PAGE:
The solution to attracting beneficial insects and pollinators is simple and beautiful.  Incorporate in the garden and in your yard lots perennials, annuals, and native plants.  Always have something blooming in the garden to provide the sought after nectar.  I have one 4x4 bed in the garden with cat mint, lemon thyme, and saliva which are perennials.  I plant herbs such as basil, lemon basil and other flowers around these and let them flower and go to seed.  I also inter-plant herbs such as borage, dill, and basil in other garden beds.  Having an established perennial herb garden is also helpful.  The landscape around your garden and house can be carefully planned to include plants that attract these pollinators. Not only are you attracting native pollinators but establishing beautiful flower beds and landscape.  Below is a small list of plants that are in my yard that these pollinators are very attracted to.:

Ornamental Plants

Cat mint, lambs ear, salvia, cosmos, monardas or Bee Balm, lavender, sweet asylum, blanket flower, candy tuft, coreopis, cone flowers, anise hyssop (Agastache), and native perennials.  Plants with double flowers are not attractive to pollinators.

Purple salvia


Allow some of your herbs to flower including oregano, basil, thyme, marjoram, peppermint, spearmint, apple mint, cilantro, and of course lavender.




Native Plants

Here's a link to Utah's Native Plant Society.  Others states will have similar resources.

Utah Native Plant Society

Some things to consider when planting for pollinators:
  • Plant a variety of species
  • Provide blooming flowers throughout the season Foraging bees need nectar early, mid, and late season
  • Choose a variety of flower shapes to accommodate different tongue lengths.  Aster and composites are good for short tongues pollinators
  • Native pollinators depend on native plants for a reliable food source so include them in your plans
  • Be observant.  Watch and record what blooms when and what pollinators you see on the plant.
High Country Gardens is a good on-line resource to find native and water wise plants

Provide shelter and nesting areas

Another idea is to create structures for shelter and breeding grounds for pollinators.  Pollinators need shade, sun, shelter, and a source and place for nesting.

Native bees fall into one of two categories:  those that nest in the ground and those that seek a cavity to nest in.  Ground nesters seek open ground that is loosely packed.  Those that seek cavities will use naturally existing ones such as the pithy canes of raspberries, sumac, elderberry or iris flower stems.  You can also make shelters for native bees.  Drilling holes in a fence post or stump.  Bundles of hollow tubes placed inside a shelter about 5-6 off the ground also works.  Below is a link on various ideas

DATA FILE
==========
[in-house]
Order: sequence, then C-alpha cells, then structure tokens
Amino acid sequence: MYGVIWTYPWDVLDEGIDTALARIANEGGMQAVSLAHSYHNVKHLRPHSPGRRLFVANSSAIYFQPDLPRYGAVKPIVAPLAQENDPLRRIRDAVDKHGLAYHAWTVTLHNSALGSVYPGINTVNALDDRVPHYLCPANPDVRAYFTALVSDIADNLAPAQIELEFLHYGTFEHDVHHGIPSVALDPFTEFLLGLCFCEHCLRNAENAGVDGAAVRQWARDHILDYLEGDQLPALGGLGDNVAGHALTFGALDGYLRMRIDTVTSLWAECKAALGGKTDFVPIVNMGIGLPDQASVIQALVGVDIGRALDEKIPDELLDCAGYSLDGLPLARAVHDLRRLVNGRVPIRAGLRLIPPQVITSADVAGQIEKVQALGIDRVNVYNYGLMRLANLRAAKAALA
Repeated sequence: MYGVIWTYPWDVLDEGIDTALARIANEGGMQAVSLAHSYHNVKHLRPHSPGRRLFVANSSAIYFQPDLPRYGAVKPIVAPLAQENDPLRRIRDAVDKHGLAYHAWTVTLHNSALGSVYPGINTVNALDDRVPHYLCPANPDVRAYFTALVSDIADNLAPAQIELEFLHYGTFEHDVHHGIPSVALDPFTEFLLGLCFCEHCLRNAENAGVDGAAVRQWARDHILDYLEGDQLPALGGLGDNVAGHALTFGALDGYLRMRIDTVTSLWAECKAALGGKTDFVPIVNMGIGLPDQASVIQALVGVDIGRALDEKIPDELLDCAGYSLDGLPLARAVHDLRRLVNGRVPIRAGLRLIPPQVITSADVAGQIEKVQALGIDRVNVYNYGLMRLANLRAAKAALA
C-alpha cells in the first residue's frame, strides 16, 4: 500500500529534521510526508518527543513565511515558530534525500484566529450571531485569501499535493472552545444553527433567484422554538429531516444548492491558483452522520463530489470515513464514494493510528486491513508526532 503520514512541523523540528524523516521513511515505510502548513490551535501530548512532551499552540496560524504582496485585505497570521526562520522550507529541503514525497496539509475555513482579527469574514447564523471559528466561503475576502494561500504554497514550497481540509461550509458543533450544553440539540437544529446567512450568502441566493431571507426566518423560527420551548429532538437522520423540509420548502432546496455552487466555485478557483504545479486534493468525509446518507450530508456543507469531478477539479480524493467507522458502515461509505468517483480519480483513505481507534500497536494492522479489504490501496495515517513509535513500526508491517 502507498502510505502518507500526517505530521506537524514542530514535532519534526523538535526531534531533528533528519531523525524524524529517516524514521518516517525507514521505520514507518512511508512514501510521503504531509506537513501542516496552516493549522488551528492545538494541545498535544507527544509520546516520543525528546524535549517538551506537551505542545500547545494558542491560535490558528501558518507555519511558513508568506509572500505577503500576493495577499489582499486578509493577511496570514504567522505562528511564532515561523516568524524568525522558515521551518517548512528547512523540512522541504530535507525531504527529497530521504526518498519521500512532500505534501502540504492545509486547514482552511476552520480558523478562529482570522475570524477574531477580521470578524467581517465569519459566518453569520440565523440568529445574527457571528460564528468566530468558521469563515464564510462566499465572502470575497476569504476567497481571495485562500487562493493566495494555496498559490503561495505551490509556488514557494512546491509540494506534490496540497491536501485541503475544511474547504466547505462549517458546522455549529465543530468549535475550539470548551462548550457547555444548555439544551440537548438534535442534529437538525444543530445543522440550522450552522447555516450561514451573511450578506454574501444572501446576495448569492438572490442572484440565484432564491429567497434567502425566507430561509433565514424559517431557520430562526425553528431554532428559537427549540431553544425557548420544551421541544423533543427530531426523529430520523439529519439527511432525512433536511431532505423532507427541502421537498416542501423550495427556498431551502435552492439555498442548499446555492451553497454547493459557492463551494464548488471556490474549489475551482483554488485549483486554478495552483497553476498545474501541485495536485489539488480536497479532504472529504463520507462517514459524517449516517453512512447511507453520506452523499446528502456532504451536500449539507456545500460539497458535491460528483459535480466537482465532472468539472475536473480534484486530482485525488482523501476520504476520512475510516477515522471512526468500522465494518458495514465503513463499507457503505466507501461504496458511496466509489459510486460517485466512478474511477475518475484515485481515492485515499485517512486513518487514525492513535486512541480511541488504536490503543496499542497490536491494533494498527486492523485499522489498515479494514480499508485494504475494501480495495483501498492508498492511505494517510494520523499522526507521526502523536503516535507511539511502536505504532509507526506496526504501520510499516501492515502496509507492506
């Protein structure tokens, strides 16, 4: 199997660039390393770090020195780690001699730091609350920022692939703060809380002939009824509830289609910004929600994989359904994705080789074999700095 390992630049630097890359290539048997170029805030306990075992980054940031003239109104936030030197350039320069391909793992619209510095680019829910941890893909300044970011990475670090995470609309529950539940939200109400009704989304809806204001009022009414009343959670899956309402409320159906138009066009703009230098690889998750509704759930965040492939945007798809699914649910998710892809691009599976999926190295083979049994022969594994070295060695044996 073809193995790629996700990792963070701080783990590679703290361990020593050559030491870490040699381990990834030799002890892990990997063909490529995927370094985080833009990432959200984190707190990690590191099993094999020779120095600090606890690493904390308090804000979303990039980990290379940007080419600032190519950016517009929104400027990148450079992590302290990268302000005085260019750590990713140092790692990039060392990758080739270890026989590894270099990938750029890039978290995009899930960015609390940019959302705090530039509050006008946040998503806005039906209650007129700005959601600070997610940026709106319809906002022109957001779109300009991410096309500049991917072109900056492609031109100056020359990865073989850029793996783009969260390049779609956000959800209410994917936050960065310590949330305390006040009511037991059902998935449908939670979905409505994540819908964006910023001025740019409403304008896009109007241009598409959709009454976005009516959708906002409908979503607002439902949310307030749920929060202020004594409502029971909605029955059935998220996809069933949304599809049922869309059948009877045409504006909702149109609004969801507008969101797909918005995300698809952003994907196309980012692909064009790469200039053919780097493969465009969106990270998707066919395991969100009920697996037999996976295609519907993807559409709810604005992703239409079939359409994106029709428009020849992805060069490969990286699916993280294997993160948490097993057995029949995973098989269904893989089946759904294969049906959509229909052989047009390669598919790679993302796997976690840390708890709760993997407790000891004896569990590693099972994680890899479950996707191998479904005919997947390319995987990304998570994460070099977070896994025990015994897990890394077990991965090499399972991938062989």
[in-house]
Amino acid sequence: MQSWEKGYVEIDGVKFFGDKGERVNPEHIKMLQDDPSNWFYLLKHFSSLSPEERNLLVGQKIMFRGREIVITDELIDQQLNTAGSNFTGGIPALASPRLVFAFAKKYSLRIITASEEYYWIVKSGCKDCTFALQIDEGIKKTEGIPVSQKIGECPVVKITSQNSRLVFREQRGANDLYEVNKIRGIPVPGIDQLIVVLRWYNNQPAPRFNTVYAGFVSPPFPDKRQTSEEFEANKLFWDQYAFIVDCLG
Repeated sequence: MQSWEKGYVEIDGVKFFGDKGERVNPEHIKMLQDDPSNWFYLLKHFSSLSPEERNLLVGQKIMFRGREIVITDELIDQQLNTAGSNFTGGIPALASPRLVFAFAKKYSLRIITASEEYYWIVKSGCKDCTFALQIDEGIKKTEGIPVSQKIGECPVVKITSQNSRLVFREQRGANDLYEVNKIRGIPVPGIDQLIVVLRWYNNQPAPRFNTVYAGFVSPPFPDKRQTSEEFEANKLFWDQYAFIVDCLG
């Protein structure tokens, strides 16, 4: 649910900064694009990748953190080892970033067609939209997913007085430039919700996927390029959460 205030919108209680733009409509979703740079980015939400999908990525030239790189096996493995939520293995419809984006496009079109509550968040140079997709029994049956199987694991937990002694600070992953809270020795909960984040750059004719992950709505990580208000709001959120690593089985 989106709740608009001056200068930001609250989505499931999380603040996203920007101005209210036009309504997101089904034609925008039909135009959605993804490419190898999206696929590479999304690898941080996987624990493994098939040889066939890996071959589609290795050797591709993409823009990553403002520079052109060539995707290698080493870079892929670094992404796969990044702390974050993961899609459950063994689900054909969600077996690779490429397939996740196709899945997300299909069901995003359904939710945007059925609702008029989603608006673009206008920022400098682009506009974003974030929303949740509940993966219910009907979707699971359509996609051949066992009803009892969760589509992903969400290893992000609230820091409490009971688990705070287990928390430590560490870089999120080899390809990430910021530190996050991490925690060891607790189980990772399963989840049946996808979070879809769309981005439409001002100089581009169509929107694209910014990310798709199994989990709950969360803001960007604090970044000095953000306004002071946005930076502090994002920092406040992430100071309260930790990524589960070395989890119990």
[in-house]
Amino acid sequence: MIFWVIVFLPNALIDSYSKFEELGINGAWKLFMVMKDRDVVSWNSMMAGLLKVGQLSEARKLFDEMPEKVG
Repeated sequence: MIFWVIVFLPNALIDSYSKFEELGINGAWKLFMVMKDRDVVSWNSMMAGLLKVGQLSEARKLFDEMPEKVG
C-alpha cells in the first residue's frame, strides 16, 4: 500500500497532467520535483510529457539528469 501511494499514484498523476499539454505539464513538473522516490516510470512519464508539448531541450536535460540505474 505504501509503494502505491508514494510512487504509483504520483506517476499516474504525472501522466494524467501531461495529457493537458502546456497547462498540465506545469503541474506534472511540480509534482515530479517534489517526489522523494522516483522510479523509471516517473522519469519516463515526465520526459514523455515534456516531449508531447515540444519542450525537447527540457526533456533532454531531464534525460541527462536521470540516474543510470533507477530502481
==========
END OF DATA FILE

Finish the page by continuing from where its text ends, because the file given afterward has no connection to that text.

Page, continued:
Stick Nests for Pollinators

Building Nesting Boxes for Pollinators


Avoid the  Use of Pesticides

Chemical broad spectrum pesticides will kill all beneficial insects.  There are organic pesticides you can use that are not harmful to beneficials such and neem and spinosad. It is important to spray when pollinators are not out and about doing their job.  Late evenings or early morning are a good time to spray if it is necessary.  There are other garden defenses.  Traps such as sticky traps are also a great alternative. There are deterrents such as kaolin clays and floating row covers. If you do need to spray always use organic soft sprays.  As you attract more predatory insects and pollinators you will see a decrease in pest problems.

Clean Water

Pollinators need a water source.  Bees in particular drink a lot of water.  Bird baths in the garden with rocks poking above the water level which allow pollinators to get to the water safely.  I find bees drinking out of my water lines when they are shut off. Be sure to provide clean water daily in the bird bath.

Butterflies, wasps, moths, and bees all appreciate a drippy faucet and a mud hole.  The mud is used to make nests and provide needed water.

Incorporating a diversity of flowering plants gives you the added enjoyment of a beautiful yard and garden and a haven for native pollinators and hummingbirds. This is one more step in creating and organic garden and landscape that provides beauty, food, pleasure, and enjoyment.